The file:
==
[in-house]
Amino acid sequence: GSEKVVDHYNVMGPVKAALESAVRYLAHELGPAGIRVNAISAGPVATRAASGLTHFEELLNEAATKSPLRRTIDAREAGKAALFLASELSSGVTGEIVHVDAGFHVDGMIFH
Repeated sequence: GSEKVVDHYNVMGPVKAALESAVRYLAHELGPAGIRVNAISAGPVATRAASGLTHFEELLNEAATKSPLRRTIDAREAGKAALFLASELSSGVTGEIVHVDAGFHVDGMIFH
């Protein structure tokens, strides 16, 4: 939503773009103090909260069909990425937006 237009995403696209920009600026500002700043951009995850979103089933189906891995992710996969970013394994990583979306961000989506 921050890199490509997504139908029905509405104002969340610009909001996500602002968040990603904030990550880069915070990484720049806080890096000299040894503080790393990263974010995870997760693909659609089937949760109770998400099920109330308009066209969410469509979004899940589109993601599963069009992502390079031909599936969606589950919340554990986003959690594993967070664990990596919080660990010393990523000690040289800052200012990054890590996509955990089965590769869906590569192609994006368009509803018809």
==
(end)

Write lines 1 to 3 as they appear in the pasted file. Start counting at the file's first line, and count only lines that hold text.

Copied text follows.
[in-house]
Amino acid sequence: GSEKVVDHYNVMGPVKAALESAVRYLAHELGPAGIRVNAISAGPVATRAASGLTHFEELLNEAATKSPLRRTIDAREAGKAALFLASELSSGVTGEIVHVDAGFHVDGMIFH
Repeated sequence: GSEKVVDHYNVMGPVKAALESAVRYLAHELGPAGIRVNAISAGPVATRAASGLTHFEELLNEAATKSPLRRTIDAREAGKAALFLASELSSGVTGEIVHVDAGFHVDGMIFH